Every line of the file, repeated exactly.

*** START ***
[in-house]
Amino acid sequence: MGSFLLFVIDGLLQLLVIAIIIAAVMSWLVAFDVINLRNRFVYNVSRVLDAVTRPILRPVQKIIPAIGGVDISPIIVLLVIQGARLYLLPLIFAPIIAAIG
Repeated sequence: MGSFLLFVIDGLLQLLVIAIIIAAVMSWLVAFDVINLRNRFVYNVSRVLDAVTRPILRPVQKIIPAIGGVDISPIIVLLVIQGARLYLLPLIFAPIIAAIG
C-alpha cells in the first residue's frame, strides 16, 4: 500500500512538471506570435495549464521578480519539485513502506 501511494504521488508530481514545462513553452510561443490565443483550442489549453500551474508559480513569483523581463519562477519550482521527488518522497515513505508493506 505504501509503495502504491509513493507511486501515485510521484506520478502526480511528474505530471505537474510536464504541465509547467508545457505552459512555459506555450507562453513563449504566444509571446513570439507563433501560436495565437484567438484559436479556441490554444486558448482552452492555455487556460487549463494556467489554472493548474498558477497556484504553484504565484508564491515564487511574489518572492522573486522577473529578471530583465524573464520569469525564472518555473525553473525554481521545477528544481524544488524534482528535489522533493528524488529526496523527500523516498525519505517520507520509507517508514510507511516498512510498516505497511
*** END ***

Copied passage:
[in-house]
Amino acid sequence: MGSFLLFVIDGLLQLLVIAIIIAAVMSWLVAFDVINLRNRFVYNVSRVLDAVTRPILRPVQKIIPAIGGVDISPIIVLLVIQGARLYLLPLIFAPIIAAIG
Repeated sequence: MGSFLLFVIDGLLQLLVIAIIIAAVMSWLVAFDVINLRNRFVYNVSRVLDAVTRPILRPVQKIIPAIGGVDISPIIVLLVIQGARLYLLPLIFAPIIAAIG
C-alpha cells in the first residue's frame, strides 16, 4: 500500500512538471506570435495549464521578480519539485513502506 501511494504521488508530481514545462513553452510561443490565443483550442489549453500551474508559480513569483523581463519562477519550482521527488518522497515513505508493506 505504501509503495502504491509513493507511486501515485510521484506520478502526480511528474505530471505537474510536464504541465509547467508545457505552459512555459506555450507562453513563449504566444509571446513570439507563433501560436495565437484567438484559436479556441490554444486558448482552452492555455487556460487549463494556467489554472493548474498558477497556484504553484504565484508564491515564487511574489518572492522573486522577473529578471530583465524573464520569469525564472518555473525553473525554481521545477528544481524544488524534482528535489522533493528524488529526496523527500523516498525519505517520507520509507517508514510507511516498512510498516505497511